Comedy review: Uncles

Burnistoun creators Robert Florence and Iain Connell
Burnistoun creators Robert Florence and Iain Connell
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THE latest venture from Burnistoun creators Robert Florence and Iain Connell, Uncles is already displaying the potential to eclipse their frequently great BBC Scotland sketch show. In this far leaner endeavour, the two play a couple of nameless Glaswegians on the cusp of middle-age, simply catching up and setting the world to rights in their local pub, their only props their drinks, a table and chairs. Redolent of Derek and Clive or the Smith and Jones head-to-heads, with perhaps an occasional dash of Harry Enfield and Paul Whitehouse as the fuming Self-Righteous Brothers, Uncles relies on and revels in patter for patter’s sake, and is jammed full of lines to savour.

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Since the show debuted at last year’s Glasgow Comedy Festival, the script has been tightened, the stories are more varied and they’ve been updated with musings about Donald Trump and, er, Henry VIII. Trump’s uninhibited behaviour and rise to power feel almost incidental though, simply the most recent example to hand for Connell fantasising out loud about a mid-life crisis.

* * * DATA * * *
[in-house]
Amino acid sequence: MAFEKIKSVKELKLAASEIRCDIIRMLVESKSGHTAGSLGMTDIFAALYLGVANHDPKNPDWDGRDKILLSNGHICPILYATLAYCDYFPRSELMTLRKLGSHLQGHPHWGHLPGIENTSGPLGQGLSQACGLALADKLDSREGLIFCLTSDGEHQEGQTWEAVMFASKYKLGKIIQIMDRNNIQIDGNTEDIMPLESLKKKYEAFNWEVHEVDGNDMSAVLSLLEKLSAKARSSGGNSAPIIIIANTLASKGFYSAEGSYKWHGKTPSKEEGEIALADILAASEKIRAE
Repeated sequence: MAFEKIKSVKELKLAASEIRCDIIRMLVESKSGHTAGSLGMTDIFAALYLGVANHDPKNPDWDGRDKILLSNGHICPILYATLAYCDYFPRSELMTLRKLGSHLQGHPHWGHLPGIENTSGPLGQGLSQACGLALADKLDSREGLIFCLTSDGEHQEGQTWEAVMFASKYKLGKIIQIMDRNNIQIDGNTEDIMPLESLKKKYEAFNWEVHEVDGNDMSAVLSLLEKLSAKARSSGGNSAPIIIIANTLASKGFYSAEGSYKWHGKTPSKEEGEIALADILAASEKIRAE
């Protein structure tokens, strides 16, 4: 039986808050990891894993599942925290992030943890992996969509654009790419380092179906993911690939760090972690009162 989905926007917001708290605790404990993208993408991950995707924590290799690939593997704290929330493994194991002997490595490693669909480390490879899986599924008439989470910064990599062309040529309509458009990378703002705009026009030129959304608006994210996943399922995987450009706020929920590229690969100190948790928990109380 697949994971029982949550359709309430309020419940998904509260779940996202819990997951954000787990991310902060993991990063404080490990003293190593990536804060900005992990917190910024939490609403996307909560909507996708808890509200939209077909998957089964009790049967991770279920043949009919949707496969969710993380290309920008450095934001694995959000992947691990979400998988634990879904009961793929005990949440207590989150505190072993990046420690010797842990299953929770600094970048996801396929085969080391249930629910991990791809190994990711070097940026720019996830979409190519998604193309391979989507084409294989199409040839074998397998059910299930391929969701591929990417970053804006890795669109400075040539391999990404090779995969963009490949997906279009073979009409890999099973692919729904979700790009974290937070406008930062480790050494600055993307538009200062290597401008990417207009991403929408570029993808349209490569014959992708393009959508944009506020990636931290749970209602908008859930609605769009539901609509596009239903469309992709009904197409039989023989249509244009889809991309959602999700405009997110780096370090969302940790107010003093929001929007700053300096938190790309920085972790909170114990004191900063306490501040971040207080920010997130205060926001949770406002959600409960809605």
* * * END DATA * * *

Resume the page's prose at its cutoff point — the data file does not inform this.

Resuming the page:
The pair’s tales are familiar enough – visiting confession, a son’s school open day or a museum, even attending a gangster’s wedding – and remain relatable and rooted in emotional truth, even as their imaginations run wild or they recall escalations of extreme fury or sexual desperation, with Florence offering a tour-de-force account of his character’s misadventures with Viagra. Essentially, Uncles feels like eavesdropping on countless hours of bar bravado, self-aware bullshit and pent-up desperation, but edited down to the entertaining highlights. An adaptation for late-night radio surely beckons.

JAY RICHARDSON